One caveat: As a long-time auction player, it'd be my advice that owners new to the format try to find a league populated by other novices. Experienced auction players tend to know a few more tricks than the rookies do, and can often pull a fast one on a less-knowledgeable auction owner. Or, if you're joining an auction for the first time and are facing stiff competition, it might be worth doing a few test auctions before attempting the real thing in your most competitive leagues.
Yes, you can nominate your players in any order of your choosing, but like with the construction of a fantasy roster, experienced auction players will tell you there's an art to your nomination order. Throwing out names haphazardly might lead you to a costly mistake, say, buying a $1 Daunte Culpepper in the early rounds when you only threw out the name in the hopes someone would bid you up and (poorly) fill his/her quarterback spot.
Get money off the board early. The best names to nominate in the early rounds tend to be players that fit two criteria: One, they're players you probably don't want, and two, they're players you're sure that most everyone else will. The best way to identify such candidates is to make a list of "stud" players you value less than what you'll see on our live draft and auction results pages; in most leagues those tend to be overhyped rookies, boom/bust players, players on your local team or names recently in the news. Getting said players off the board, while burning some of your competitors' auction dollars, can only help create more value selections for you in the latter stages.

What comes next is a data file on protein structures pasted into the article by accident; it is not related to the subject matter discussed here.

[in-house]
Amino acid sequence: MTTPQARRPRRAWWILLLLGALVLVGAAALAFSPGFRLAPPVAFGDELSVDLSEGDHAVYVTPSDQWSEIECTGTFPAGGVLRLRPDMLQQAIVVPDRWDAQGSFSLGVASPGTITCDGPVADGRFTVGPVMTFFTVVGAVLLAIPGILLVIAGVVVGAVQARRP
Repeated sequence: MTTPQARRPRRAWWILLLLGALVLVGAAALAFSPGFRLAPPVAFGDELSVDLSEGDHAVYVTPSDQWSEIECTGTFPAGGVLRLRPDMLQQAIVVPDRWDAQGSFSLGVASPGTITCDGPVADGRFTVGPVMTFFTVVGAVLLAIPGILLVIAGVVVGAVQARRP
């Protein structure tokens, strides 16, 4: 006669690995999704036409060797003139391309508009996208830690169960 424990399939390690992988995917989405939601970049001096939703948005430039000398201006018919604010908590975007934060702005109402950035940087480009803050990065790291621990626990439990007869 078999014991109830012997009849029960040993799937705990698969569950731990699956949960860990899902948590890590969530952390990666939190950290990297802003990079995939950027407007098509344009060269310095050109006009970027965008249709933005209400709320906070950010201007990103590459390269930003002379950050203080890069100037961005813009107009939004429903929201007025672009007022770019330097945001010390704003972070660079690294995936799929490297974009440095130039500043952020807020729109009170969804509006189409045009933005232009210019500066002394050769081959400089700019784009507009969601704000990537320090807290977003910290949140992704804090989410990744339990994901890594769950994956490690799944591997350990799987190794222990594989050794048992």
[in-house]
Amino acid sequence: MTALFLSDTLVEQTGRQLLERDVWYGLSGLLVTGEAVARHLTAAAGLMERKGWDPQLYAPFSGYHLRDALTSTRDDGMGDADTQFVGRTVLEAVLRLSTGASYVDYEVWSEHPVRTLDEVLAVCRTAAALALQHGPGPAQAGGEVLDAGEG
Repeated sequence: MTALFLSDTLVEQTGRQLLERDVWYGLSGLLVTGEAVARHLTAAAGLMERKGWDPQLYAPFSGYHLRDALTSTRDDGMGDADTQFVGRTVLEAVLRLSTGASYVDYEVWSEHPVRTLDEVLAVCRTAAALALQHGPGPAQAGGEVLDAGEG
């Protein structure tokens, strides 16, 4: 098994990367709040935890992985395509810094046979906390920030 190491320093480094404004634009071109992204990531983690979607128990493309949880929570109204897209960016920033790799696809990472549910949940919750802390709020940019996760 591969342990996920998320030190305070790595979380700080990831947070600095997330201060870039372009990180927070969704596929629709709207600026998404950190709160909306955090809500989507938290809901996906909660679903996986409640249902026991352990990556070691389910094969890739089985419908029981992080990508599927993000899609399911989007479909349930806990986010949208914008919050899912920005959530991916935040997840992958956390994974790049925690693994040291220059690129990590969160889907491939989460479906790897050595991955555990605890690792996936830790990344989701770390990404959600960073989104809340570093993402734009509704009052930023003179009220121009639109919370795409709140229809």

Never nominate a player you aren't willing to buy. I repeat, never, EVER do this. You'd be surprised how often someone believes, say, that everyone in the room is convinced this is Vernon Davis' breakout year and that he'll sell for an inflated price, then tosses him out for $5 and winds up stuck with him. Be confident in every pick you make, even the ones you don't like. Going hand in hand with the previous point, even if your intent is to get some auction dollars off the board with your nomination, make sure the name you call and the opening price you bid is one you'd be willing to pay. For example, even if you're not a Michael Crabtree fan but think he'll be a hype machine that eats up auction funds, decide in advance whether a $5 bid if palatable for you if you're wrong on your assessment. Once you're stuck with him for that price, you're stuck with him.
Keep tabs on everyone's rosters heading into the late rounds. Thought I'd suggest "nominate only the players you want in the late rounds," right? Well, that's obvious advice, which even the intermediate auction player knows. More relevant to the cause is that knowing where your counterparts stand, both in terms of available roster spots and funds remaining, can be critical toward late-round success nabbing sleepers. I can't tell you how many times an owner lost out on a desired bid because he or she failed to realize that another team needed a player at that specific position and had exactly $1 more in funds with which to fill it. Sure, nominate the players you want late -- again, obvious advice -- but know where you (and your opponents) stand, too.